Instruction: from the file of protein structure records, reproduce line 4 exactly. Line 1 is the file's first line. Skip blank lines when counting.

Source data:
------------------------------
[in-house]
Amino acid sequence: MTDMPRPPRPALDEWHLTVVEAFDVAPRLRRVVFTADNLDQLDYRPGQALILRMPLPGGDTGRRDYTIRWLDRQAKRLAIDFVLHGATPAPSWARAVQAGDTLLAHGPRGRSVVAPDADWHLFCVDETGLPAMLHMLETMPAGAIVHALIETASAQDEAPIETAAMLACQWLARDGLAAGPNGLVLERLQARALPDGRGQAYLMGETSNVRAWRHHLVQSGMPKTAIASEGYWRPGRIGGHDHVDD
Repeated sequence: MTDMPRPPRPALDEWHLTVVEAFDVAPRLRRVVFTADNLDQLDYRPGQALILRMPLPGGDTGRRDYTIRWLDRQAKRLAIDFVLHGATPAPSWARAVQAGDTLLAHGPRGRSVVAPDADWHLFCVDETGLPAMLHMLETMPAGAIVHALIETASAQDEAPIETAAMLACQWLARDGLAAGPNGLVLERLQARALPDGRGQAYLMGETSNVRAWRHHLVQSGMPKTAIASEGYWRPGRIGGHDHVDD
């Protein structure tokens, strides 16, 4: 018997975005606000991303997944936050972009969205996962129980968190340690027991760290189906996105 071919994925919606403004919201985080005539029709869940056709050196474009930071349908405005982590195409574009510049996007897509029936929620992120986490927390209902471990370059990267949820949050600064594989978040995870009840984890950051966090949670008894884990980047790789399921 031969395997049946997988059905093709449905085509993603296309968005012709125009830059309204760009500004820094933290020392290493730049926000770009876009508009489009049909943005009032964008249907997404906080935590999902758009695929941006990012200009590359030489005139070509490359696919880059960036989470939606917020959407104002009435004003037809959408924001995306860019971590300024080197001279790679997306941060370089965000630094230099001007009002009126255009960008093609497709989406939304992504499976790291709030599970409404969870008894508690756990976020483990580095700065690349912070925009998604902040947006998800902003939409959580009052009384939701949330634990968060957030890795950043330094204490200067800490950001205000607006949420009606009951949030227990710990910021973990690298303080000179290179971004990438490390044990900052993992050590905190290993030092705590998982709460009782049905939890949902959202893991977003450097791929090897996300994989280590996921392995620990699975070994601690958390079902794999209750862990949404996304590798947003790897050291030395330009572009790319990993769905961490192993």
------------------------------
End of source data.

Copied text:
């Protein structure tokens, strides 16, 4: 018997975005606000991303997944936050972009969205996962129980968190340690027991760290189906996105 071919994925919606403004919201985080005539029709869940056709050196474009930071349908405005982590195409574009510049996007897509029936929620992120986490927390209902471990370059990267949820949050600064594989978040995870009840984890950051966090949670008894884990980047790789399921 031969395997049946997988059905093709449905085509993603296309968005012709125009830059309204760009500004820094933290020392290493730049926000770009876009508009489009049909943005009032964008249907997404906080935590999902758009695929941006990012200009590359030489005139070509490359696919880059960036989470939606917020959407104002009435004003037809959408924001995306860019971590300024080197001279790679997306941060370089965000630094230099001007009002009126255009960008093609497709989406939304992504499976790291709030599970409404969870008894508690756990976020483990580095700065690349912070925009998604902040947006998800902003939409959580009052009384939701949330634990968060957030890795950043330094204490200067800490950001205000607006949420009606009951949030227990710990910021973990690298303080000179290179971004990438490390044990900052993992050590905190290993030092705590998982709460009782049905939890949902959202893991977003450097791929090897996300994989280590996921392995620990699975070994601690958390079902794999209750862990949404996304590798947003790897050291030395330009572009790319990993769905961490192993």